K-State’s A.Q. Miller School of Journalism and Mass Communications lost seven faculty and staff members after the end of last semester, including three in top leadership positions.

Journalism school director Nikhil Moro resigned for personal reasons last spring. He is now listed as an associate professor at the school. Steve Smethers, an associate director at the school since 2004, is serving as interim director of the Miller School.

And Steve Wolgast, director of Collegian Media Group, which puts out the school newspaper, yearbook and a lifestyle magazine, left K-State for a job at the University of Kansas. Wolgast was also the adviser for the Collegian, the campus newspaper. Linda Puntney, the former K-State student publications director and nationally renowned college publications adviser, will act as interim director of Collegian Media Group, Smethers said.

Spencer O’Daniel, who had been associate director of the Collegian Media Group, as well as the adviser for the yearbook and magazine, left after the spring semester for a job as a high school journalism adviser in the Wichita area. The new associate director is John Walter, who previously taught at Junction City High School.

Smethers is coming on as director while the school is preparing for its reaccreditation cycle, which involves several reports on the school’s funding, enrollment, curriculum and future prospects, in addition to site visits from the Accrediting Council on Education in Journalism.

Smethers said the school also is facing the same challenges many other departments across the university are facing, particularly decreased funding as a result of K-State’s budgeting model.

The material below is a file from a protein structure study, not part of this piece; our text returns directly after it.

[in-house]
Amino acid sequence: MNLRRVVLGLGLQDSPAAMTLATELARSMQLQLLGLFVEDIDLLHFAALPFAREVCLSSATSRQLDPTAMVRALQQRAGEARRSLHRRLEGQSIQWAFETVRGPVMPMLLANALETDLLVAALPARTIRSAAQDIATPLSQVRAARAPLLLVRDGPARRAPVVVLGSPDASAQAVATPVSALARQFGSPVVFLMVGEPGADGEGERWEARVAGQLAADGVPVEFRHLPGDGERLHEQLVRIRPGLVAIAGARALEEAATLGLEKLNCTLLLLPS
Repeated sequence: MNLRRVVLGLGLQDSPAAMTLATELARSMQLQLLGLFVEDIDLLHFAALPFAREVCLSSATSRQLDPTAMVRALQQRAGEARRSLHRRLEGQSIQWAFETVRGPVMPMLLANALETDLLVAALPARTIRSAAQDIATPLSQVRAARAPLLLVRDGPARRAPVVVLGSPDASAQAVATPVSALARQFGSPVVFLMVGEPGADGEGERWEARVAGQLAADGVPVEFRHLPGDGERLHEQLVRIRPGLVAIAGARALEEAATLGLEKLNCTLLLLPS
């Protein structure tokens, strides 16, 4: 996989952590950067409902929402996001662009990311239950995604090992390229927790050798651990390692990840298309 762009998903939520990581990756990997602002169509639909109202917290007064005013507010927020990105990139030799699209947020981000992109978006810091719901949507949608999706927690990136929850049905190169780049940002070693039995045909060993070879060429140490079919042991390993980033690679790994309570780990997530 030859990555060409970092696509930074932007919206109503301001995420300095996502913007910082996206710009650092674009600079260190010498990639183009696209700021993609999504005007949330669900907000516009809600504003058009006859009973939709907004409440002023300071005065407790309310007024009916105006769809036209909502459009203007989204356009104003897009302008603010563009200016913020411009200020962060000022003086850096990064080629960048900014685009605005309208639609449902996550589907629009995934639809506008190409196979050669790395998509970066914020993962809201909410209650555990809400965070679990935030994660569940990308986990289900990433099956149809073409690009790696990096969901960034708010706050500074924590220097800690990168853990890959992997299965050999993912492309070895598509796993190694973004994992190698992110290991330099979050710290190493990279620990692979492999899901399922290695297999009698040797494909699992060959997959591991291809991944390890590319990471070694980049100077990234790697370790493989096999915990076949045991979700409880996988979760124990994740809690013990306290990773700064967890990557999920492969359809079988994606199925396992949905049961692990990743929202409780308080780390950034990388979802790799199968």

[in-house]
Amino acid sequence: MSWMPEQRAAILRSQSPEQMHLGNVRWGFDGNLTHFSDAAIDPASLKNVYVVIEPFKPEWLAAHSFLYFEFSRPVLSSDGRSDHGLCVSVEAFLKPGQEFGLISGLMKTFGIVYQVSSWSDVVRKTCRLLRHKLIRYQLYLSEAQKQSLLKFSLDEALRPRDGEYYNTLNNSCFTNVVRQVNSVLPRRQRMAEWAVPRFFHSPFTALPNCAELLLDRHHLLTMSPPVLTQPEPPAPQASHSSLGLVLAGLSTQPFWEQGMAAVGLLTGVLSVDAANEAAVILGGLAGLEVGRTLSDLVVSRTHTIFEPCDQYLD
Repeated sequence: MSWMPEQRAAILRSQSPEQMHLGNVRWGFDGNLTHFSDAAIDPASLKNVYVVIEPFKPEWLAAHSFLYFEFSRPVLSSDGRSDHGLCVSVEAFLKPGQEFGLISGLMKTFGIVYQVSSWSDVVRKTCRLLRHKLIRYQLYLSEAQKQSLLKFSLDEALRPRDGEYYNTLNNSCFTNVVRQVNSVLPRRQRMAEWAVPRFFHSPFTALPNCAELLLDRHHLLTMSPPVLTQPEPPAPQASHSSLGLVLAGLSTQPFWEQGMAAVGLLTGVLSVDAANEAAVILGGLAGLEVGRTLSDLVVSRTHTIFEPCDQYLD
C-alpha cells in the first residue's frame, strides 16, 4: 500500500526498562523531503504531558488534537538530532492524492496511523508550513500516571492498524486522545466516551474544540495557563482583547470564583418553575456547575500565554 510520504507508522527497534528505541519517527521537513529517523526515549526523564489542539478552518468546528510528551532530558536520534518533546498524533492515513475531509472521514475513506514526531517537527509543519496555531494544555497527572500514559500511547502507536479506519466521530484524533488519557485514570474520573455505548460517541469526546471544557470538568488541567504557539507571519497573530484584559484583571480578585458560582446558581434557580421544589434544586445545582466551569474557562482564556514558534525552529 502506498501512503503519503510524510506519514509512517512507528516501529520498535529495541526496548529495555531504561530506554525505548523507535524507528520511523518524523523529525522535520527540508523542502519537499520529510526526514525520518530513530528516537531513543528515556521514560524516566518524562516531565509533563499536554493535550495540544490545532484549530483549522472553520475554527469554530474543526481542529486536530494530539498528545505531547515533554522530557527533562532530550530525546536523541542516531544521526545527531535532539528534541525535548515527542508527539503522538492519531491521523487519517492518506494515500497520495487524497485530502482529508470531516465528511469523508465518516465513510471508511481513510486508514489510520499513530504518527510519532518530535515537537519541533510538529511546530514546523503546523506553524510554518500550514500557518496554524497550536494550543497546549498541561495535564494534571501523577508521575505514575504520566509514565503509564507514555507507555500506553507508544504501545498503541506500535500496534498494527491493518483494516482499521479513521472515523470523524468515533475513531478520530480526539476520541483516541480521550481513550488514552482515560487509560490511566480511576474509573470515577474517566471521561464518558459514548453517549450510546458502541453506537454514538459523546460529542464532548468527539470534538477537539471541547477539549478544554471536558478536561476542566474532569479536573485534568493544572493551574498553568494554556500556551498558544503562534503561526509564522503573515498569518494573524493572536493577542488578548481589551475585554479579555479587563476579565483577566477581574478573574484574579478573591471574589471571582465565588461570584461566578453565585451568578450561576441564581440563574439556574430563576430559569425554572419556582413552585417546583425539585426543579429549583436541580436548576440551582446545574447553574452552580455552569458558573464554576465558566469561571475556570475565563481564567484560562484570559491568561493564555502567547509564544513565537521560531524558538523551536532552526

That model now allocates departmental funds based on each department’s enrollment, which Smethers said has largely meant lower funds for the journalism department.

Journalism enrollment has decreased by about 50 students per school year since 2014, according to the school’s website. The fall 2018 undergraduate enrollment was 363 students.

However, Smethers said the department is seeking to broaden its market by offering certificate programs — including certificates in tourism, military public relations and film studies — in conjunction with other departments on campus.

The department also recently hired Jacob Groshek as the Ross Beach Chair in Emerging Media. Groshek is an expert on the media’s impact on political and health decision-making.

Overall, Smethers said the program’s changes reflect a change in the industry. The school was recently named one of the top 10 schools in the country for a bachelor’s degree in mass communications, he said, and as the state’s first journalism school, he said it’s one the country’s “blue-blood” journalism schools.

“We’re changing,” Smethers said. “But we’re especially seeing a renewed interest in traditional reporting skills, on the things we’ve been teaching for years.”